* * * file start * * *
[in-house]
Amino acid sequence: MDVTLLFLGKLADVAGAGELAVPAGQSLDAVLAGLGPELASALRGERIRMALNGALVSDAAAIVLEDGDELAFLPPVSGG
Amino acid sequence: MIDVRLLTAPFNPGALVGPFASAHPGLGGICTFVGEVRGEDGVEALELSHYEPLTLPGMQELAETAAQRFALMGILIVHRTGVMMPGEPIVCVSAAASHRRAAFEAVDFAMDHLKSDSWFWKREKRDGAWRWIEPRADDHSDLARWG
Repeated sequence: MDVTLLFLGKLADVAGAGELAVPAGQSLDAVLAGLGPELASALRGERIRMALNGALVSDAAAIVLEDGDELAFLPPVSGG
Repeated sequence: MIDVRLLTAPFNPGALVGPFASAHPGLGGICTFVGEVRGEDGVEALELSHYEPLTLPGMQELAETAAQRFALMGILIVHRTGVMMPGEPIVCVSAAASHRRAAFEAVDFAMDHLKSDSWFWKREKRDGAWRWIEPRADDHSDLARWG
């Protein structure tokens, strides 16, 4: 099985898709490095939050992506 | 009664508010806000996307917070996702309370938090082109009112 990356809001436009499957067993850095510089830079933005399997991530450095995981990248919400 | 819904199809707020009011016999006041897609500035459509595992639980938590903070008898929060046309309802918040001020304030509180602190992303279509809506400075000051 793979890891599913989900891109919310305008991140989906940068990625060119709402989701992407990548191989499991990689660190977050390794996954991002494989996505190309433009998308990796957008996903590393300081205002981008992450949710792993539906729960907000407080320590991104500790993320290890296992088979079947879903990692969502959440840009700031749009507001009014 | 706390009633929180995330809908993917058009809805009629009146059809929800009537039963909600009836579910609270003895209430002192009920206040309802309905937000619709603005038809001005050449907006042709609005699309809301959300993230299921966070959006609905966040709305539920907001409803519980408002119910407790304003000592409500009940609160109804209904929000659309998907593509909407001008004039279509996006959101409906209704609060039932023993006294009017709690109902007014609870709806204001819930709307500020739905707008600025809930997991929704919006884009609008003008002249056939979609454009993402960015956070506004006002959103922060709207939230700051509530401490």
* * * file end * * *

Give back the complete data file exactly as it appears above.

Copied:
[in-house]
Amino acid sequence: MDVTLLFLGKLADVAGAGELAVPAGQSLDAVLAGLGPELASALRGERIRMALNGALVSDAAAIVLEDGDELAFLPPVSGG
Amino acid sequence: MIDVRLLTAPFNPGALVGPFASAHPGLGGICTFVGEVRGEDGVEALELSHYEPLTLPGMQELAETAAQRFALMGILIVHRTGVMMPGEPIVCVSAAASHRRAAFEAVDFAMDHLKSDSWFWKREKRDGAWRWIEPRADDHSDLARWG
Repeated sequence: MDVTLLFLGKLADVAGAGELAVPAGQSLDAVLAGLGPELASALRGERIRMALNGALVSDAAAIVLEDGDELAFLPPVSGG
Repeated sequence: MIDVRLLTAPFNPGALVGPFASAHPGLGGICTFVGEVRGEDGVEALELSHYEPLTLPGMQELAETAAQRFALMGILIVHRTGVMMPGEPIVCVSAAASHRRAAFEAVDFAMDHLKSDSWFWKREKRDGAWRWIEPRADDHSDLARWG
């Protein structure tokens, strides 16, 4: 099985898709490095939050992506 | 009664508010806000996307917070996702309370938090082109009112 990356809001436009499957067993850095510089830079933005399997991530450095995981990248919400 | 819904199809707020009011016999006041897609500035459509595992639980938590903070008898929060046309309802918040001020304030509180602190992303279509809506400075000051 793979890891599913989900891109919310305008991140989906940068990625060119709402989701992407990548191989499991990689660190977050390794996954991002494989996505190309433009998308990796957008996903590393300081205002981008992450949710792993539906729960907000407080320590991104500790993320290890296992088979079947879903990692969502959440840009700031749009507001009014 | 706390009633929180995330809908993917058009809805009629009146059809929800009537039963909600009836579910609270003895209430002192009920206040309802309905937000619709603005038809001005050449907006042709609005699309809301959300993230299921966070959006609905966040709305539920907001409803519980408002119910407790304003000592409500009940609160109804209904929000659309998907593509909407001008004039279509996006959101409906209704609060039932023993006294009017709690109902007014609870709806204001819930709307500020739905707008600025809930997991929704919006884009609008003008002249056939979609454009993402960015956070506004006002959103922060709207939230700051509530401490």